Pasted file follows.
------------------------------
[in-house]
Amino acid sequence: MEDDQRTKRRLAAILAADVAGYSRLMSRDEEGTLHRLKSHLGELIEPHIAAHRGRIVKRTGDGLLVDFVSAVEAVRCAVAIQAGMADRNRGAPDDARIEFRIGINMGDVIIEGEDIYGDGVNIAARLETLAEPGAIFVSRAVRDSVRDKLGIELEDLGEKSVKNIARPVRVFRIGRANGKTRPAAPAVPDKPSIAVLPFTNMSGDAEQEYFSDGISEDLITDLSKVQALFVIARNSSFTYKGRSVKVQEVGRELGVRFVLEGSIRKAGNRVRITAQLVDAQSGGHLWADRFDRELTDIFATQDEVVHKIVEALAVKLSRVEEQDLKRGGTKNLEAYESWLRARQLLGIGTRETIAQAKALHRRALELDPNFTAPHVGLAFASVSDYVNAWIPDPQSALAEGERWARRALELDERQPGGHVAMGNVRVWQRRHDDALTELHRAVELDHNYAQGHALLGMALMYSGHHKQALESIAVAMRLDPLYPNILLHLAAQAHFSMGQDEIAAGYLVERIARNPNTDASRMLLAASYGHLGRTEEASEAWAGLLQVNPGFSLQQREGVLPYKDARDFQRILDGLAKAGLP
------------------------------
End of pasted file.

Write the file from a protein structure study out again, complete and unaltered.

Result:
[in-house]
Amino acid sequence: MEDDQRTKRRLAAILAADVAGYSRLMSRDEEGTLHRLKSHLGELIEPHIAAHRGRIVKRTGDGLLVDFVSAVEAVRCAVAIQAGMADRNRGAPDDARIEFRIGINMGDVIIEGEDIYGDGVNIAARLETLAEPGAIFVSRAVRDSVRDKLGIELEDLGEKSVKNIARPVRVFRIGRANGKTRPAAPAVPDKPSIAVLPFTNMSGDAEQEYFSDGISEDLITDLSKVQALFVIARNSSFTYKGRSVKVQEVGRELGVRFVLEGSIRKAGNRVRITAQLVDAQSGGHLWADRFDRELTDIFATQDEVVHKIVEALAVKLSRVEEQDLKRGGTKNLEAYESWLRARQLLGIGTRETIAQAKALHRRALELDPNFTAPHVGLAFASVSDYVNAWIPDPQSALAEGERWARRALELDERQPGGHVAMGNVRVWQRRHDDALTELHRAVELDHNYAQGHALLGMALMYSGHHKQALESIAVAMRLDPLYPNILLHLAAQAHFSMGQDEIAAGYLVERIARNPNTDASRMLLAASYGHLGRTEEASEAWAGLLQVNPGFSLQQREGVLPYKDARDFQRILDGLAKAGLP